Apple’s global website design is another strong example of maintaining global design consistency, while allowing certain sections of their site to be locale-specific.
There’s no silver bullet or universal playbook for achieving globalization at scale, and one mistake many companies make is investing too late. It’s a major risk because companies then have to re-engineer products and waste time and money doing so. On the other hand, starting before establishing product-market fit is a waste too.
The best way forward is to gradually approach globalization. For example, it’s never too soon to add basic components to your core product’s architecture. Writing basic internationalized code shouldn’t take more time that writing US-only code. Localization and more advanced internationalization can wait till there are clearer business requirements.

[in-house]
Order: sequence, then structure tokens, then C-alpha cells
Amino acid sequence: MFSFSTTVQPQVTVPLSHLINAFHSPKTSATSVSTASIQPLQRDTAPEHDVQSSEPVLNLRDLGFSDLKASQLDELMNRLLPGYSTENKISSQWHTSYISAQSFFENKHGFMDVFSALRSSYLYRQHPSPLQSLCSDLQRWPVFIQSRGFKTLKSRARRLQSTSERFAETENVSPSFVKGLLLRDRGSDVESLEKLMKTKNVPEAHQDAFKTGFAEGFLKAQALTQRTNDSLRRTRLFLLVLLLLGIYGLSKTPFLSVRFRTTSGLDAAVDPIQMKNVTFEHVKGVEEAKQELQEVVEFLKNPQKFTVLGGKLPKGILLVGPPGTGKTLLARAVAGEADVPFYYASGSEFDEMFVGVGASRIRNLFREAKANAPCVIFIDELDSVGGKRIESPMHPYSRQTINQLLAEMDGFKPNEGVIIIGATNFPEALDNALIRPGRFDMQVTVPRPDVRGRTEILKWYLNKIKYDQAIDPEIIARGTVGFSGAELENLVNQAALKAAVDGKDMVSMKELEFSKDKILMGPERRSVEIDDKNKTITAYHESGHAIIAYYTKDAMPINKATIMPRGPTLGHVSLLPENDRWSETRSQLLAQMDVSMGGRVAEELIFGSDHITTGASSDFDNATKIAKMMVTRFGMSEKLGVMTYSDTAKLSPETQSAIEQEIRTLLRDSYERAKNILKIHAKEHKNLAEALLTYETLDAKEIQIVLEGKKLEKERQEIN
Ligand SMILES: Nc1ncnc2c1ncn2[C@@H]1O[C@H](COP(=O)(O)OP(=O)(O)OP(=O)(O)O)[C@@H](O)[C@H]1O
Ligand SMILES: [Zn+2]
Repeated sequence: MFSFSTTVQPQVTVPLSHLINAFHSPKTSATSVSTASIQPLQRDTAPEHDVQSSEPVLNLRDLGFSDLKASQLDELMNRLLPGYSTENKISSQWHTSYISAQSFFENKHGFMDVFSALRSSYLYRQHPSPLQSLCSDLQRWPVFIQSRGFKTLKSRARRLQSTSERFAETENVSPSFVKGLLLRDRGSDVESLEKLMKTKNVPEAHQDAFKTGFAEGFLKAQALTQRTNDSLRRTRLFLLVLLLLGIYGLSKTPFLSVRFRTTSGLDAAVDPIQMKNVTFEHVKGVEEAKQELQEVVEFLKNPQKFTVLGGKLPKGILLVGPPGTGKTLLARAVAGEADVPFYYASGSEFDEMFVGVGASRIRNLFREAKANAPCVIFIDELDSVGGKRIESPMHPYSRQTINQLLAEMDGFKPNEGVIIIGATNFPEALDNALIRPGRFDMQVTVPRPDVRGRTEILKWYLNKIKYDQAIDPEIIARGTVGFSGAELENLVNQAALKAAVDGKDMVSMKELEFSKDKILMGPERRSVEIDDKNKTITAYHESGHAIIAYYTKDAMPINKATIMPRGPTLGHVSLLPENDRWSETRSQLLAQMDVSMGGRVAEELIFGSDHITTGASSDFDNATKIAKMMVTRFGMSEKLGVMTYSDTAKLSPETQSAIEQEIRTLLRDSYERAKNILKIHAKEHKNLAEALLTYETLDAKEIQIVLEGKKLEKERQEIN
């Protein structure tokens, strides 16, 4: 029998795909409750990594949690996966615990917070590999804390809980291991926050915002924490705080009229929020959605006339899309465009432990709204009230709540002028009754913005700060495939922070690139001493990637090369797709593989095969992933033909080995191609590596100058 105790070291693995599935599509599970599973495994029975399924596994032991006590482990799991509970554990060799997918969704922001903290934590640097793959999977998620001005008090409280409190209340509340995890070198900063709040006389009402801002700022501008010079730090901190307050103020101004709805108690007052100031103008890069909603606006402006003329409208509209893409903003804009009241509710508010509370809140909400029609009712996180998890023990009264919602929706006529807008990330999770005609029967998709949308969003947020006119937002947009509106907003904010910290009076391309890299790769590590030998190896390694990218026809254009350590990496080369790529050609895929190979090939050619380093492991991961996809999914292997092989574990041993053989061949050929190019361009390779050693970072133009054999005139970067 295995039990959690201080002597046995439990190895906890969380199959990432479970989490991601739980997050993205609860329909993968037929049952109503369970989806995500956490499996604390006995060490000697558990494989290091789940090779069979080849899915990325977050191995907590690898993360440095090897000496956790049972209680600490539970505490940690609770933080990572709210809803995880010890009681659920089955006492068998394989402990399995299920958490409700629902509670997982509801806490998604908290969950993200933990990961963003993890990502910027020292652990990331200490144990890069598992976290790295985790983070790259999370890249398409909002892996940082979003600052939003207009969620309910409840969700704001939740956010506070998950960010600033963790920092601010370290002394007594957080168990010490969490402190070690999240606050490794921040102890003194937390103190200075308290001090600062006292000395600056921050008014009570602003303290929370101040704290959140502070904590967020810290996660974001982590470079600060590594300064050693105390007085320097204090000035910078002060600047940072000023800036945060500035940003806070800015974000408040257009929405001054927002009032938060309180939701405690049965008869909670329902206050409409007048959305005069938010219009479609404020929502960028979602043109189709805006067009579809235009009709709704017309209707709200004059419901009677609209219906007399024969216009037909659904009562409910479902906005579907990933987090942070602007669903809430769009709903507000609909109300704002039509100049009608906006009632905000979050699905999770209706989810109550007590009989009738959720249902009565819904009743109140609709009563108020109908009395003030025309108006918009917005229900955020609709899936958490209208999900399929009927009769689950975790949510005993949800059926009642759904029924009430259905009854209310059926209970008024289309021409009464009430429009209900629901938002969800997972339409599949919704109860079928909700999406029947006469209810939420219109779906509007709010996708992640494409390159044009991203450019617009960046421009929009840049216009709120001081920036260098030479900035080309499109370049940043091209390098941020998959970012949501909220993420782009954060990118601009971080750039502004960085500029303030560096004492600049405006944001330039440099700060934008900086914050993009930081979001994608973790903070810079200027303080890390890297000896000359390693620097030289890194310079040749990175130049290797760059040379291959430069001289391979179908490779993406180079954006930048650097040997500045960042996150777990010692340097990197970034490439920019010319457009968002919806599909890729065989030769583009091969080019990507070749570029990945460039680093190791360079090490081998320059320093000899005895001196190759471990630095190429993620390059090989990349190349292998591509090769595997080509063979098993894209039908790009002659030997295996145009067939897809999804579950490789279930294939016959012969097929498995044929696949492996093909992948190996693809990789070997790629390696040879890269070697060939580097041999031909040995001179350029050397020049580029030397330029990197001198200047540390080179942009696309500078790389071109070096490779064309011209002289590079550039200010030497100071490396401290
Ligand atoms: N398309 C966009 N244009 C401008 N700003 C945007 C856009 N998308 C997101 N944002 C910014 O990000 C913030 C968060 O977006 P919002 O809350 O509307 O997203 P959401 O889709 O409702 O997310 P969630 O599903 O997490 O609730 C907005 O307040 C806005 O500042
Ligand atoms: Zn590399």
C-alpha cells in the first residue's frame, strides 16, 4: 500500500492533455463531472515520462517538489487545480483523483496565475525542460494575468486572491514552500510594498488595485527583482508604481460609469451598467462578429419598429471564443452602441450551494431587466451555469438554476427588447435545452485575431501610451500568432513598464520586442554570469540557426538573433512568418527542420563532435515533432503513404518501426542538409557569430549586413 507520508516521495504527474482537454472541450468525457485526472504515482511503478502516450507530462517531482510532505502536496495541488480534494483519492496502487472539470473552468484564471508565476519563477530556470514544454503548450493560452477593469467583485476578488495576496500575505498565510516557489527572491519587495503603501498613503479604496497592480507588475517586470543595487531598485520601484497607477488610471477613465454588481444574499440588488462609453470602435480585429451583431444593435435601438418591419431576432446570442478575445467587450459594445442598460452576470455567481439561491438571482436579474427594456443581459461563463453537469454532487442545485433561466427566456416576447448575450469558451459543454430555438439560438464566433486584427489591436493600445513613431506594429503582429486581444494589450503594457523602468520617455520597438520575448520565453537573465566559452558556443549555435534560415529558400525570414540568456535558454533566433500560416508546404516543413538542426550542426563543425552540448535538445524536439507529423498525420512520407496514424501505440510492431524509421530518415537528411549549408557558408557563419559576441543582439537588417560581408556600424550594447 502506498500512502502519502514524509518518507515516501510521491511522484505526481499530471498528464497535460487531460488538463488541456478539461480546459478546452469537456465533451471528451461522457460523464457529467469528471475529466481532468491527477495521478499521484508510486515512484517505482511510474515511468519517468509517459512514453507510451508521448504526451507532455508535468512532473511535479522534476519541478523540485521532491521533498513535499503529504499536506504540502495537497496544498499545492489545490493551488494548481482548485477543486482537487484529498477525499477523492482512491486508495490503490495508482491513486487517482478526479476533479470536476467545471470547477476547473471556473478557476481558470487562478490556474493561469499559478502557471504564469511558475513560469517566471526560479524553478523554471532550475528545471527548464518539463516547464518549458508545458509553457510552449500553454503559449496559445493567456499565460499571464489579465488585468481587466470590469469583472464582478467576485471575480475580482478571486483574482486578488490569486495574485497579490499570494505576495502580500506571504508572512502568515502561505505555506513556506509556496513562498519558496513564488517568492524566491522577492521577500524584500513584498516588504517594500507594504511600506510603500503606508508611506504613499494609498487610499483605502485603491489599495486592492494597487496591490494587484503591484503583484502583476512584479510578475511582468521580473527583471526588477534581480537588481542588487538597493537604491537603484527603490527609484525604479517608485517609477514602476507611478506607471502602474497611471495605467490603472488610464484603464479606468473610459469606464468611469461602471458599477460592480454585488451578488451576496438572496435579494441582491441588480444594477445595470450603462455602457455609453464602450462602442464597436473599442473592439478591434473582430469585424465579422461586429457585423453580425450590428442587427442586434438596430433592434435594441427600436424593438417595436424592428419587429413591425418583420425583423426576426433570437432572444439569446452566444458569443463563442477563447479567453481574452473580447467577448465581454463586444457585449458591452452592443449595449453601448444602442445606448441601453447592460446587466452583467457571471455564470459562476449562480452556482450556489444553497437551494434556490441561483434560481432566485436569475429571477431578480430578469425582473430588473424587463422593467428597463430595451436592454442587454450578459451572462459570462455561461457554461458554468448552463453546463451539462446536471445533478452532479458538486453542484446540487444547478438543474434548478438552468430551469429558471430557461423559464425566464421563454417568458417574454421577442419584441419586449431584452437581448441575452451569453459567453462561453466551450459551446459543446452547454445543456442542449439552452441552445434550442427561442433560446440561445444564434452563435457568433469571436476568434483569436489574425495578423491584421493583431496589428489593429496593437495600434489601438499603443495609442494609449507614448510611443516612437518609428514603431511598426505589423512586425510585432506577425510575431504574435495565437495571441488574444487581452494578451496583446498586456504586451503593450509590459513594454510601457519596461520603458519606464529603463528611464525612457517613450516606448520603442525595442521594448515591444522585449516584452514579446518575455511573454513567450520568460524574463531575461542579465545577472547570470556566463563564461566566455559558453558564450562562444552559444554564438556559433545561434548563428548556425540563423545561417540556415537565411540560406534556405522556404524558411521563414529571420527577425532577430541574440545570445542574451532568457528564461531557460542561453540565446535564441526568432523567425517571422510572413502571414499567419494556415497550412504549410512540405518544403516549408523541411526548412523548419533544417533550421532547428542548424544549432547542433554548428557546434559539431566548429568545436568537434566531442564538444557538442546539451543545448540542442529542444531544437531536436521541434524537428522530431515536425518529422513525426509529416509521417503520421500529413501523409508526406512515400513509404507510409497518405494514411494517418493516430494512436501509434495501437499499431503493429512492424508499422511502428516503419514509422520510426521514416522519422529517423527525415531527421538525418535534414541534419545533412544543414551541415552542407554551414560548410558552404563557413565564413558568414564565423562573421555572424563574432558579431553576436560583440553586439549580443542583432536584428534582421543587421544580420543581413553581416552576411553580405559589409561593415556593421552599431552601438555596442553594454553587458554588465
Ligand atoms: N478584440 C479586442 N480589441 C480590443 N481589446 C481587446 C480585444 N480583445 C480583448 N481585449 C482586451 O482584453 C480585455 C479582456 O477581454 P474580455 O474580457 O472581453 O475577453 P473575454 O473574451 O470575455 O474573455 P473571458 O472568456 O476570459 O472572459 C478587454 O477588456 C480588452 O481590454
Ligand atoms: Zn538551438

Airbnb is committed to trust and belonging around the world, so globalization is a top priority. We have a growing team that’s dedicated to striking the right balance between global consistency and local relevancy. Right now, we’re focusing on creating our own Globalization Playbook as we expand the breadth and depth of our products. The Playbook will enable us to re-use shared services, and provide every Airbnb function with guidelines to best globalize our product.
We’re at the beginning of a long journey, and have a long way to go before our product is completely localized for our entire global community. It’ll be a lot of work, and I feel honored to lead the Globalization team in this effort. The rest of the world will be online before we know it. We’re working hard now so we can welcome them when they get here.